Good afternoon, Mr. Chairman and members of the Committee. Thank you for theopportunity to speak to you today. My name is Eric Campbell, Associate Professor at theInstitute for Health Policy and the Department of Medicine at Massachusetts GeneralHospital and Harvard Medical School. Recently, I served as a member of the Institute of Medicine (IOM) committee that produced the report,
Conflict of Interest in Medical Research, Education, and Practice
. Established in 1970 under the charter of the NationalAcademy of Sciences, the IOM provides independent, objective, evidence-based adviceto policymakers, health professionals, the private sector, and the public.The committee was convened by the IOM to examine conflict of interest in medicine andto develop recommendations to identify, limit, and manage such conflicts withoutaffecting constructive collaborations with industry. The committee held six meetings between November 2007 and October 2008, four of which included public sessions. Thecommittee received oral and written statements from stakeholders such as academicleaders, biomedical researchers, professional societies, consumer groups, accreditors, andfederal agencies. The committee also reviewed relevant literature and commissioned two papers to inform their analyses and recommendations.The study focused on financial conflicts involving pharmaceutical, medical device, and biotechnology companies. The committee’s final report, which includes 16recommendations, describes an important goal of conflict of interest policies: to prevent bias rather than try to remedy the harm caused by compromised judgments in research,education, or practice. The study was sponsored by the National Institutes of Health,Robert Wood Johnson Foundation, Greenwall Foundation, ABIM Foundation, BurroughsWellcome Fund, and Josiah Macy Jr. Foundation.Society relies upon research to advance scientific discoveries and develop newmedications and medical devices to benefit both individuals and public health. Research partnerships among industry, academia, and government are essential to the discovery process. In recent decades, corporate funding for research has expanded substantially;industry now funds more than half of all biomedical research in the United States.Although patients and the public benefit from constructive collaborations betweenacademic medicine and industry, particularly in moving discoveries from basic scienceinto improved patient care, financial ties between medicine and industry can createsignificant risks that these relationships will inappropriately influence doctors’ judgmentsand actions. Conflicts of interest jeopardize the integrity of scientific research and alsothreaten the objectivity of medical professionals' education, affect the quality of patientcare, and erode the public's confidence in medicine. The IOM report spells out areasonable strategy to protect against financial conflicts while at the same time allowing productive relationships between the medical community and industry.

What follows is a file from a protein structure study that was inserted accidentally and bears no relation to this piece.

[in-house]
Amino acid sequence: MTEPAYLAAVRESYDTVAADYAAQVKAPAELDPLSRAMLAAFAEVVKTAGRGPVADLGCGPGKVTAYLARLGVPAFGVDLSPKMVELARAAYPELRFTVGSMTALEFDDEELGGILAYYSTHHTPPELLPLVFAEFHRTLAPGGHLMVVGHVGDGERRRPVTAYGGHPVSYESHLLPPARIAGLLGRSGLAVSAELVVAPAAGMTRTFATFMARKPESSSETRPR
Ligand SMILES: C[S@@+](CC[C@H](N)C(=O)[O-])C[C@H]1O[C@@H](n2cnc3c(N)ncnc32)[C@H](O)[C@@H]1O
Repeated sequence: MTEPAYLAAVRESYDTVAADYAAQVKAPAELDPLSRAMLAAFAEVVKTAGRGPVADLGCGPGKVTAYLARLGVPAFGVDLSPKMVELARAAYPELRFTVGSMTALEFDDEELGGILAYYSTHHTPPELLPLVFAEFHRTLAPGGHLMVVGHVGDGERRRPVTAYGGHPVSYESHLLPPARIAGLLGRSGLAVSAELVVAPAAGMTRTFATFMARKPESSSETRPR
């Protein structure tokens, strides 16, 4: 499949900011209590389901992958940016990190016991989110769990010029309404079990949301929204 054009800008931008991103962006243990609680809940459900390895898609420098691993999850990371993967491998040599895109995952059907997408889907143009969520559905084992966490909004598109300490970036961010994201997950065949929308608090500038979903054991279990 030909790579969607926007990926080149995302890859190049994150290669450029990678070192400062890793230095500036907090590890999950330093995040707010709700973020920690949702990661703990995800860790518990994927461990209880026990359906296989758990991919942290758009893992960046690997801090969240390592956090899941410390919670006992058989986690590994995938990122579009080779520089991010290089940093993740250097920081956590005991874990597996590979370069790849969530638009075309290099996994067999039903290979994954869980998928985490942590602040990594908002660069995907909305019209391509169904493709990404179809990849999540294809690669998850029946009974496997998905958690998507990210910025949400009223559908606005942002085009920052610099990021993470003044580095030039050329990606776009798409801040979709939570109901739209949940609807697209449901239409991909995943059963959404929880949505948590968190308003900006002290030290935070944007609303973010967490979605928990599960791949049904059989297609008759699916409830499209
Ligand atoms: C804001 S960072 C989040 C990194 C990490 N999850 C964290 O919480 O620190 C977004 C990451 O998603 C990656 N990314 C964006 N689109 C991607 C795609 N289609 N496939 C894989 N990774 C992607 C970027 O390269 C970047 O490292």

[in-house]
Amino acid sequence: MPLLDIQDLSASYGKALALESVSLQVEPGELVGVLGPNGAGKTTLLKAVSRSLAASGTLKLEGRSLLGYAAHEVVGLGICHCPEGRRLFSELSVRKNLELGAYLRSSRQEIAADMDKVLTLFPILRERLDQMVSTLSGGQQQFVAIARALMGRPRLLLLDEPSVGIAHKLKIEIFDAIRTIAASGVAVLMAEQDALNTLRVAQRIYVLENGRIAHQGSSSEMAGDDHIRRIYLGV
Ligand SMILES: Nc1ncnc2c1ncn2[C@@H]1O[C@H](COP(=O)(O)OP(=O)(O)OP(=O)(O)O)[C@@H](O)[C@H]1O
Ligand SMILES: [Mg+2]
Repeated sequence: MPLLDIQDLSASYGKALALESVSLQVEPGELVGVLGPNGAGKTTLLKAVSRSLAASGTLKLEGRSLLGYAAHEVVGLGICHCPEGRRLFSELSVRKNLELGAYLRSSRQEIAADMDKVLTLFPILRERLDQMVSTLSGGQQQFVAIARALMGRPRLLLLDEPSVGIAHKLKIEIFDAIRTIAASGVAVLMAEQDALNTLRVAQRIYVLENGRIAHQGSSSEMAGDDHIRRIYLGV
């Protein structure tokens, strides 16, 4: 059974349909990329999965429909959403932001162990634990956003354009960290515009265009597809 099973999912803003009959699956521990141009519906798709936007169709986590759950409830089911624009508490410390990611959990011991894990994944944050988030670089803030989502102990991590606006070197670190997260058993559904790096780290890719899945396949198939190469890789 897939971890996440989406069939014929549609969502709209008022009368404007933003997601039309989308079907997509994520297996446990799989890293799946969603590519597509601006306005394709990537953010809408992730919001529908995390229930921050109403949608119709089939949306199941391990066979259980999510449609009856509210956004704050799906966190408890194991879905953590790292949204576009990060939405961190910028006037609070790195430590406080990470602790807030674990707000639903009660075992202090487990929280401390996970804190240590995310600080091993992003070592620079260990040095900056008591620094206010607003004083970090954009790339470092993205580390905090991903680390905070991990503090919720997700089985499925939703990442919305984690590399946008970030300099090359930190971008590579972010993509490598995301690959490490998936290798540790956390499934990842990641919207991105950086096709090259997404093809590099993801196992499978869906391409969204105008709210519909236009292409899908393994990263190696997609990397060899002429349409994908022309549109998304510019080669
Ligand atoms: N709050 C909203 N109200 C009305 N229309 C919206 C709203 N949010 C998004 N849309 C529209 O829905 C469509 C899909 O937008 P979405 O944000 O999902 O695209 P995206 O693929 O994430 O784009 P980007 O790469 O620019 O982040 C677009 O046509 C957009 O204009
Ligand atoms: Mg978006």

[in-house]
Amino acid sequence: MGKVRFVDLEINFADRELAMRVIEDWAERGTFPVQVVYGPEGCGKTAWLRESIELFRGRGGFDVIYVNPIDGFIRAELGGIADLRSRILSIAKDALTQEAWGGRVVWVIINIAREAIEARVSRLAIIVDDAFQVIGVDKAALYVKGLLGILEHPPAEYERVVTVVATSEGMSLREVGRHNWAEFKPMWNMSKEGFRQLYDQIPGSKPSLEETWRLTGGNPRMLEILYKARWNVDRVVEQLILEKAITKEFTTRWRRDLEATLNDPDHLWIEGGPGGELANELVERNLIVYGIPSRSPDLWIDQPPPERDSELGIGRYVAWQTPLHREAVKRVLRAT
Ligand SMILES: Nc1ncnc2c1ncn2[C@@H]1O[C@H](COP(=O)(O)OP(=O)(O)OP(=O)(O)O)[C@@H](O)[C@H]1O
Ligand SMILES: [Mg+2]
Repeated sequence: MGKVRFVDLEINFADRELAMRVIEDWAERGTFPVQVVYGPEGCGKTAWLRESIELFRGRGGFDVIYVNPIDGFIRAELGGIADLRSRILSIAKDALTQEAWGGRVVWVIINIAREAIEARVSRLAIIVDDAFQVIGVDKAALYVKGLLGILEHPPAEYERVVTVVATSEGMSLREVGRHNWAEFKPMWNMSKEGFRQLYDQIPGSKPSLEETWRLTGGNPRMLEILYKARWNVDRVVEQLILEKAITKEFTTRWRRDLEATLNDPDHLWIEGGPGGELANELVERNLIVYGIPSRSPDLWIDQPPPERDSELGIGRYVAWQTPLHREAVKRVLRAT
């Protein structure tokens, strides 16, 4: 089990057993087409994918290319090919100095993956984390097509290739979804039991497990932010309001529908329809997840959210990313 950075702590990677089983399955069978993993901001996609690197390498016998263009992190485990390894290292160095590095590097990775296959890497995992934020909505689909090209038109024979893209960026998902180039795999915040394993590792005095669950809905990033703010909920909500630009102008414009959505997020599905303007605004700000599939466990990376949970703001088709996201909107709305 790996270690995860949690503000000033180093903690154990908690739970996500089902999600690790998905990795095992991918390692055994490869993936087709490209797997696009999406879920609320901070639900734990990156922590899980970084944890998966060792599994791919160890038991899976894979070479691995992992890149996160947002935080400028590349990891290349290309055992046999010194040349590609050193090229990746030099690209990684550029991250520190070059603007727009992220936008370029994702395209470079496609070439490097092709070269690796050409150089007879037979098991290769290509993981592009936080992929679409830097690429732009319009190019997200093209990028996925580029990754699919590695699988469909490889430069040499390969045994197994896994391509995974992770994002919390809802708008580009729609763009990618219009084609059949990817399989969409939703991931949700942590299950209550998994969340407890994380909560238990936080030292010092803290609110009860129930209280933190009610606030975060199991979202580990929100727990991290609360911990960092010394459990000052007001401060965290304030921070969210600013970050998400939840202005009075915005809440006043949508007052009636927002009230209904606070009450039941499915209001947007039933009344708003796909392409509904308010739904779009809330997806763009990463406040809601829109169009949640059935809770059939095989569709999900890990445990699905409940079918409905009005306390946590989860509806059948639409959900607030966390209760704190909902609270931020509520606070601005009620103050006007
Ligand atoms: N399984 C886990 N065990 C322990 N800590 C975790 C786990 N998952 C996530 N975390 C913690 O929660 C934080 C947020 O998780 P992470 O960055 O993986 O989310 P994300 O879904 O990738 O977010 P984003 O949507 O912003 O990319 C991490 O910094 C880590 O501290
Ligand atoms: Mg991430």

Lack of disclosure of financial relationships is a problem that has been highlighted inseveral media reports about physicians’ and researchers’ conflicts of interest. To supportresearch institutions, professional societies, medical journals, and others who rely on